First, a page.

In the classic 1967 film The Graduate the character Mr. McGuire advises recent college graduate Benjamin (Dustin Hoffman) to pursue a career in the up-and-coming plastics industry.
Mr. McGuire: I just want to say one word to you. Just one word.
Benjamin: Yes, sir.
Mr. McGuire: Are you listening?
Benjamin: Yes, I am.
Mr. McGuire: Plastics.
Benjamin spends the rest of the movie floating in the family pool and getting involved in messy love affairs, but at Proximity we were listening! From a design perspective plastics offer an amazing degree of flexibility, and in manufacturing this often translates into reduced costs and greater consistency – both of which are highly desirable. So as our in-house design capacity has grown and we’ve found vendors able to work with us, over time we’ve integrated more and more plastics into our products. Across all products we are currently using over 60 unique plastic parts designed by our team.
Left: the parts for the Kyan Ni junction box. Right: the Sin Pauq junction box.
The “junction box” is a great example of the motivations. This is the part in every pump which separates the water coming from the source into the two cylinders. In our Kyan Ni pump, the oldest among the products we’re currently manufacturing, the junction box is formed by six different steel parts and is assembled through four distinct welding operations. Every weld is subject to variability in process parameters and operator skill, so we have an extensive quality control operation in place to check for any flaws. Total cost of parts and labor is approximately 1900 Ks (about $2.15). In the Sin Pauq pump – a nearly all-plastic model introduced in 2010 -- the junction box is a single injection molded plastic part that costs only 850 Ks ($0.96), and assembly of this part with the rest of the pump is dead simple!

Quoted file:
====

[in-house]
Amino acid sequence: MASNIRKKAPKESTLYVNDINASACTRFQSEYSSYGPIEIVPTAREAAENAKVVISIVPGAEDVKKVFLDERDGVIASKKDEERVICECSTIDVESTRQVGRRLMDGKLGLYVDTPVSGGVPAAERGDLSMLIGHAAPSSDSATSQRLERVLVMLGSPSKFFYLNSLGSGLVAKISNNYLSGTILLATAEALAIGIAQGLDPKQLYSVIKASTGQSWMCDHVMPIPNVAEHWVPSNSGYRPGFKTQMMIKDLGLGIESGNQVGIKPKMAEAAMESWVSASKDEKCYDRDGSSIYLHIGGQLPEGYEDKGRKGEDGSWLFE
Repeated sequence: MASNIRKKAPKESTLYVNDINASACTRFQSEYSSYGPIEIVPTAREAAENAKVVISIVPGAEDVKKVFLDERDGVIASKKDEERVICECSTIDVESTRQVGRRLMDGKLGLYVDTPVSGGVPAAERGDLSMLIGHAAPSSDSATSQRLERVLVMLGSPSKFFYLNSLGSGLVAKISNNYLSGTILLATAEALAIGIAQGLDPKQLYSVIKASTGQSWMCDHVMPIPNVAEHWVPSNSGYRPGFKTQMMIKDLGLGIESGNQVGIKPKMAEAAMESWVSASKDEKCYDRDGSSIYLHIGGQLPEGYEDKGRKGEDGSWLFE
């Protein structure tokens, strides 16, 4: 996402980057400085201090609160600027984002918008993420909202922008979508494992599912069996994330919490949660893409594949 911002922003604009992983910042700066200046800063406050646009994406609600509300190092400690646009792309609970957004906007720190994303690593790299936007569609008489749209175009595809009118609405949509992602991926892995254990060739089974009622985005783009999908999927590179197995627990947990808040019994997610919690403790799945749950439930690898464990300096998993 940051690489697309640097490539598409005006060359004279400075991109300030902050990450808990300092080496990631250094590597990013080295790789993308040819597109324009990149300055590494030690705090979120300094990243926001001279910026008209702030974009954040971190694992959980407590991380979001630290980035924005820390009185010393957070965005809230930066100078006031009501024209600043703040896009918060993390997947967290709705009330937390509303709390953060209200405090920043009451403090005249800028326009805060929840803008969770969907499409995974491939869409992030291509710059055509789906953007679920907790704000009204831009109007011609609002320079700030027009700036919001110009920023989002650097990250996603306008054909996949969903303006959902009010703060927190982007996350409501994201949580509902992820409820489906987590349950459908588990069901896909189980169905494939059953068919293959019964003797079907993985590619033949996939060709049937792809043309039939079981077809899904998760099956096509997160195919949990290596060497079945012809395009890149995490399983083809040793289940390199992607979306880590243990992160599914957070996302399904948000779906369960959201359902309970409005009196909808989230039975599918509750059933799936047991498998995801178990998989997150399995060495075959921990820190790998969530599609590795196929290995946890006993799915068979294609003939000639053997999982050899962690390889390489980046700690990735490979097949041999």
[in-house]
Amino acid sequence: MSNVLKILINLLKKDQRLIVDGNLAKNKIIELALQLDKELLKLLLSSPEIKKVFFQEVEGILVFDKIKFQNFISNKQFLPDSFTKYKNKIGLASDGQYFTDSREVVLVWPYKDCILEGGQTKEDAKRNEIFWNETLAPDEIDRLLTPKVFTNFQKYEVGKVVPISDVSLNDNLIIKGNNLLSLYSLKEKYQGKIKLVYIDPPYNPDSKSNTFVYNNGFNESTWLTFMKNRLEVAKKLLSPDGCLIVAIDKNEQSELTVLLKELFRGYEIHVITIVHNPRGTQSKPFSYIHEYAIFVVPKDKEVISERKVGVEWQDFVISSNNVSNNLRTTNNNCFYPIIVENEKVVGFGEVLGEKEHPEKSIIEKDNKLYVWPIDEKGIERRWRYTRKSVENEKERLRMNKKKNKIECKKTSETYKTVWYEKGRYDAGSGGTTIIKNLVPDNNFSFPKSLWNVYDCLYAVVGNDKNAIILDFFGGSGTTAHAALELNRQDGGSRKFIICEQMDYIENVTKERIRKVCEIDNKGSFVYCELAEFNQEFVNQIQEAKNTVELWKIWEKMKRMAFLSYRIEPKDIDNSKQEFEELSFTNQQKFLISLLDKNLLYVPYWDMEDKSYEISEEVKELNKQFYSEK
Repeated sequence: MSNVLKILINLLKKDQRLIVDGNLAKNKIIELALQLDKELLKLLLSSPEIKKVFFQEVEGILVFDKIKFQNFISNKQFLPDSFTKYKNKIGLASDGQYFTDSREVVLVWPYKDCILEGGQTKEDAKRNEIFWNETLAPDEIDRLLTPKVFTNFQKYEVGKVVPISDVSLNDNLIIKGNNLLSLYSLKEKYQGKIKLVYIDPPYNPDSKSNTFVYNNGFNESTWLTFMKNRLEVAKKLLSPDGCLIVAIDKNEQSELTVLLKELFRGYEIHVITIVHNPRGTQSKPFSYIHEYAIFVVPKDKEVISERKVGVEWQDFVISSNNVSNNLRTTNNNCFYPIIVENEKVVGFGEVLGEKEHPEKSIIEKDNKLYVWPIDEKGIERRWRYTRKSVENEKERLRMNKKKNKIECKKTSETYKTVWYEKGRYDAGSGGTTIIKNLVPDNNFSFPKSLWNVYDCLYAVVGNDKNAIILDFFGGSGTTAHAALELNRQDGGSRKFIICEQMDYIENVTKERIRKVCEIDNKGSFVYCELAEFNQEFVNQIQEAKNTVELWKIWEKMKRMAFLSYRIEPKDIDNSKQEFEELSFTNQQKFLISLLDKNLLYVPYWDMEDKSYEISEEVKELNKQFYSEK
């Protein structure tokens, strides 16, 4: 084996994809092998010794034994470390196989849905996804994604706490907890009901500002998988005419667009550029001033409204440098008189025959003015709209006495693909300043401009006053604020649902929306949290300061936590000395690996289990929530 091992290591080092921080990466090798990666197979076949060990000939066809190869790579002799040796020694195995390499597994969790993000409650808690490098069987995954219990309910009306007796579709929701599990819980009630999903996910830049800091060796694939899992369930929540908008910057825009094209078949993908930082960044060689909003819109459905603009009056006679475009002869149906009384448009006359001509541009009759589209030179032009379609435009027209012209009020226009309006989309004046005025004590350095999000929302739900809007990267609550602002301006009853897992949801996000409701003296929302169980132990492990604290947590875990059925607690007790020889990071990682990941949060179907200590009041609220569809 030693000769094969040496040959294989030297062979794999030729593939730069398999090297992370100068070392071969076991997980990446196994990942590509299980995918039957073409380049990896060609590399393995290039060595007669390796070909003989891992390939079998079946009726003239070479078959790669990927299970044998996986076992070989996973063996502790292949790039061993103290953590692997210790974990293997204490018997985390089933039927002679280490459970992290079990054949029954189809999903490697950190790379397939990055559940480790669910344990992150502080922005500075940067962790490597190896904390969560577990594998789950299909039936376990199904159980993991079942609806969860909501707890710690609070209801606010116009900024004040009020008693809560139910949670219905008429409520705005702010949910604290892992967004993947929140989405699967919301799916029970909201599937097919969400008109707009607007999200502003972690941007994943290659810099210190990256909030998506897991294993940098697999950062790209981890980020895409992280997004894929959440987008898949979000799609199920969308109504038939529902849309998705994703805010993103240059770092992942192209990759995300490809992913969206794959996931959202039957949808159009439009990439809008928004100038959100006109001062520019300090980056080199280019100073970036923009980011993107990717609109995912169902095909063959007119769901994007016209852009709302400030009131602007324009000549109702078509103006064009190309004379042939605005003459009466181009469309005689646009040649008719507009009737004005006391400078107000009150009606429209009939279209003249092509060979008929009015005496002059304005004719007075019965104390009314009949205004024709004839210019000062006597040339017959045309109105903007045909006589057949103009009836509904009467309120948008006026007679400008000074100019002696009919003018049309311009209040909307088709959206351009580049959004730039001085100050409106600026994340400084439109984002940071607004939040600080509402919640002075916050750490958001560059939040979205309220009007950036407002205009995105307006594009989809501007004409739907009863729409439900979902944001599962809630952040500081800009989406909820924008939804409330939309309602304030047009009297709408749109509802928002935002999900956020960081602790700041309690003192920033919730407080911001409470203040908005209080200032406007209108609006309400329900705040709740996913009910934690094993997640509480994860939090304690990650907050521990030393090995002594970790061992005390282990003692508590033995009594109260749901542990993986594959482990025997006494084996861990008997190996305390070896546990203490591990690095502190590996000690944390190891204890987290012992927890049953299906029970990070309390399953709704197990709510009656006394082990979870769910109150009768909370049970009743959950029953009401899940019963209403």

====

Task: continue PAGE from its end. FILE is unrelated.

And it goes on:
Of course, this is still Myanmar. Many elements of the tools, methods, and materials being used in the plastics industry here are still decades behind the most developed places. In our partnership with vendors here we are regularly pushing the envelope – seeking more complex geometry, better materials, and tighter control. The expertise our team has developed working within the present constraints is extremely unique and highly valuable for our ability to get products to market. It’s a lot of work, but in the end it’s worth it – through the use of plastics we are moving ever closer to our goals of making products that meet today’s standards of high quality and radical affordability for our customers.
An employee at an injection molding business pulls on a handle to force molten plastic into the cavity of a steel mold.